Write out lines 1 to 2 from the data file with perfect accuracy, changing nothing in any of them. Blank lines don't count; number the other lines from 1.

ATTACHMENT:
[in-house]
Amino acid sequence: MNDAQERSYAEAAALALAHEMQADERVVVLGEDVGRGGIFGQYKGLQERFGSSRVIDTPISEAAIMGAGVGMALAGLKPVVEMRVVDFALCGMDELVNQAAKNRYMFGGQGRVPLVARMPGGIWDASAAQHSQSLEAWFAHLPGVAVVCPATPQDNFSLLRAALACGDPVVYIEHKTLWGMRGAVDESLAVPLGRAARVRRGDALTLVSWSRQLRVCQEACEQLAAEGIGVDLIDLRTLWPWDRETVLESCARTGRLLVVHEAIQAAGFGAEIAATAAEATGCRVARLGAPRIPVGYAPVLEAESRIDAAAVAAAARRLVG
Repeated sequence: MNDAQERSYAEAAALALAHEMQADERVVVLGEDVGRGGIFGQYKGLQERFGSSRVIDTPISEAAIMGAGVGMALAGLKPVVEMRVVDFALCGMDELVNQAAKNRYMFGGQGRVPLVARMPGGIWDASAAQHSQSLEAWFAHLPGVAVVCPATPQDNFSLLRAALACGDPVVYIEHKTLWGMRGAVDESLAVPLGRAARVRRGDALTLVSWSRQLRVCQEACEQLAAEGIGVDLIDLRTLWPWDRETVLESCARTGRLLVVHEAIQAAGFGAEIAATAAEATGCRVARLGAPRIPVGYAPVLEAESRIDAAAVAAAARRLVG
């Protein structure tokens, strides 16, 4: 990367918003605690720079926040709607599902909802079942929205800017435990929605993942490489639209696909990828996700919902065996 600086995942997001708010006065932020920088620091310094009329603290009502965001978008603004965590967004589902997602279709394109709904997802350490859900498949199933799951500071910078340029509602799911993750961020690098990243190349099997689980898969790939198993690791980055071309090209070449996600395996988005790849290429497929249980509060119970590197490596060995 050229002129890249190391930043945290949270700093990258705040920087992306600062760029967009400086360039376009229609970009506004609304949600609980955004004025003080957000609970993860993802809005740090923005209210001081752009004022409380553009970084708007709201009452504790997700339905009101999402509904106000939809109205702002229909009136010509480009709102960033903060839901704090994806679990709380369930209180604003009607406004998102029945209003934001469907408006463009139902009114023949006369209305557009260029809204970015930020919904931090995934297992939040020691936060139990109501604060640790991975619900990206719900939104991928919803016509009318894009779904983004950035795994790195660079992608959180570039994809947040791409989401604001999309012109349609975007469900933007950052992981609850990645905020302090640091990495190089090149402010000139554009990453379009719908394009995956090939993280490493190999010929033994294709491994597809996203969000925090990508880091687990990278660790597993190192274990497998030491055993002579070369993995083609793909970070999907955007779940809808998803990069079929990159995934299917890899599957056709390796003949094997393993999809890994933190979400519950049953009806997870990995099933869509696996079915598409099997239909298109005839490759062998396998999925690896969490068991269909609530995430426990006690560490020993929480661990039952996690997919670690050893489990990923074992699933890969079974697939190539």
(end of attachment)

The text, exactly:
[in-house]
Amino acid sequence: MNDAQERSYAEAAALALAHEMQADERVVVLGEDVGRGGIFGQYKGLQERFGSSRVIDTPISEAAIMGAGVGMALAGLKPVVEMRVVDFALCGMDELVNQAAKNRYMFGGQGRVPLVARMPGGIWDASAAQHSQSLEAWFAHLPGVAVVCPATPQDNFSLLRAALACGDPVVYIEHKTLWGMRGAVDESLAVPLGRAARVRRGDALTLVSWSRQLRVCQEACEQLAAEGIGVDLIDLRTLWPWDRETVLESCARTGRLLVVHEAIQAAGFGAEIAATAAEATGCRVARLGAPRIPVGYAPVLEAESRIDAAAVAAAARRLVG